Blueberry soufflé at Tabla
Jimmy Bradley

Jimmy Bradley

by Celia Sin-Tien Cheng
April 30, 2006

Jimmy Bradley


Prosciutto, creamy polenta and smoked mozzarella
Calamari and chickpea salad with garlic dressing
Meatballs Fried in Extra Virgin Olive Oil in the style of Ristorante Da Delfina

Jimmy Bradley is in no hurry. The chef who brought us The Red Cat, The Harrison and The Mermaid Inn works at his own pace. Jimmy doesn’t follow trends but rather cooks the foods he wants to and builds restaurants that show he knows what people really want: a sense that you care.

He opened The Red Cat in 1999 with partner Danny Abrams* during the pinnacle of what Jimmy calls the “BBD.”  The term BBD stands for bigger, better deal. It’s the concept of creating the next big thing — the larger, flashier, more extravagant eatery that will draw media attention and crowds because it is a … Bigger, Better Deal. I think perhaps New York City will always be at the pinnacle of the BBD phenomenon, since this is a city that’s constantly moving, and people are always looking for sensationalism. The BBD will never stop, but not everyone has to fall into its trap. Jimmy explains with his easy charm, “To understand a trend is one thing, to jump on board is another. To be a salesman is one thing, to sell out is another. Things that are popular don’t make it right.” I couldn’t agree with him more.

In the restaurant business, success or failure is easily gauged because there’s an emphasis on instant gratification. Patrons eat and either love it, send it back or even worse, don’t come back. But beyond excellent food, there are a million little details that can touch someone and make all the difference. People want a symbiotic package, where all elements of the dining experience complement each other — a continuity that flows together. Diners want to feel welcome and comfortable at an establishment. We want to go somewhere where the waiters remember who we are — our names, favorite foods and table. We are dying for an indication that those who are servicing us are paying attention. Jimmy’s restaurants are successful because people feel the warmth and dedication and want to come back for it. At the end of the day, the real measure of success for a restaurant has to be return patronage. That’s what tells you that you’re doing it right.

The Red Cat follows the simplistic American motto that quality and good work is rewarded. It’s a joint where people feel welcome and a bit removed from the realities of New York City just out the door. Even though people tend to get caught up in the excitement of trying new and different experiences, they will always seek to return to a sense of normalcy. Jimmy wanted to create an ambiance where someone can come three days a week and feel at ease. He knows that a restaurant is defined by its patrons, and that diners like to identify with the restaurants they go to. In other words, you draw the type of crowd you want, and those who go to The Red Cat are not looking for the BBD. Most people who return to the Red Cat, including myself, know exactly why we go back.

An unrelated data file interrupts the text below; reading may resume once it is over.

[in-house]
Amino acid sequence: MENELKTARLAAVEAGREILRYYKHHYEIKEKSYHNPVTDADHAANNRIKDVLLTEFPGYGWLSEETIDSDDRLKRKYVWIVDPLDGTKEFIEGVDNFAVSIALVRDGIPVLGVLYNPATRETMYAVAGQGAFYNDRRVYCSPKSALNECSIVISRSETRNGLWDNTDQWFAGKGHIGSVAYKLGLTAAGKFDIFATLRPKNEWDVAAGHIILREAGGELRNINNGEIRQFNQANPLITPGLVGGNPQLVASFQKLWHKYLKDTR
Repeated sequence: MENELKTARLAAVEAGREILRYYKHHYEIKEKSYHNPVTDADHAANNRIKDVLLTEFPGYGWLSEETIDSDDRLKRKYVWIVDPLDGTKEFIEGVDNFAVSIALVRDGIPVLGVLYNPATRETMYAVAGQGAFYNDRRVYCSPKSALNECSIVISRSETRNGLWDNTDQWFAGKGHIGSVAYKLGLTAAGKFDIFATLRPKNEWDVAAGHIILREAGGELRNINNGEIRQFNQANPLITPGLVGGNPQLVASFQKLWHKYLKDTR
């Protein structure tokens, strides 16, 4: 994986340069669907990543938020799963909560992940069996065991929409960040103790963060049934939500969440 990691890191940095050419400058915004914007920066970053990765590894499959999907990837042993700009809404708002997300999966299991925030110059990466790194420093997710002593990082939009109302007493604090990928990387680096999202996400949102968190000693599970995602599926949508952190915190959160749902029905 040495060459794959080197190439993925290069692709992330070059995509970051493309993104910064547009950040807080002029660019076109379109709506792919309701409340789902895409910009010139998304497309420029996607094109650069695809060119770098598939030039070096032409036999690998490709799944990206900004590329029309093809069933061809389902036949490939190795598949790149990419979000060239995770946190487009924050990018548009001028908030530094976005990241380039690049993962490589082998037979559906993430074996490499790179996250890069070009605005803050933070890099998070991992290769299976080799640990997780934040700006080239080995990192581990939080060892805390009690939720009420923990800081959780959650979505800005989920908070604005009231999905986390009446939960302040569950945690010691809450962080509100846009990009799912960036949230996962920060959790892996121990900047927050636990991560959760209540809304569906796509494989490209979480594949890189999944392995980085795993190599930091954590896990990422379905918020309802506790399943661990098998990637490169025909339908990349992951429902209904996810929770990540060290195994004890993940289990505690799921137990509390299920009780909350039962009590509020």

When faced with my request to do an off-the-menu tasting, Jimmy explains that it doesn’t make much sense in his case. Unlike The Mermaid Inn, the only concept restaurant in his portfolio which features foods from his New England childhood, The Red Cat and The Harrison are blank canvases where he can put anything he wants on the menu. And since the menu changes seasonally, it’s really hard to consider what is on or off the menu. He didn’t want to try to contrive something outlandish just to satisfy the assignment, nor was that the intent of my request.

The choices he’s made have allowed him a sense of freedom. He runs his restaurants to ensure flexibility and prevent himself and his customers from getting bored. His first cookbook, The Red Cat Cookbook, is being published this fall, but otherwise, he tells me he doesn’t have any big plans. I’m not sure I really believe him, but then again, seeing how he is able to take things in stride and has reached a really good place in his life, I have no reason not to.

Note: Danny Abrams and Jimmy Bradley announced an end to their partnership in May 2006. The two restaurateurs started The Red Cat, The Harrison and The Mermaid Inn together. Plans are for Jimmy to continue to run The Red Cat and The Harrison, and Danny will manage The Mermaid Inn.

Jimmy Bradley

by Celia Sin-Tien Cheng
April 30, 2006

Sichuan style chicken in hot and spicy sauce


It’s pretty straightforward — just downright yumminess. This cute little bird is wrapped in thin slices of pancetta, first pan-fried and then pan-roasted to give it that perfect consistency inside and out. The meat is tender and juicy with a light crispy skin on the outside. Everything about this appetizer is delicate and exquisite. The flavors are tastefully sealed in. Even the panzanella, with its croutons, tomatoes, garlic chips, parsley and basil, is just so gracefully delicious that you want to savor every bite. And it’s all gone before you know it.

Jimmy Bradley

by Celia Sin-Tien Cheng
April 30, 2006

Pearl Oyster Bar

227 10th Ave
(23rd & 24th St)

355 Greenwich St
@ Harrison St

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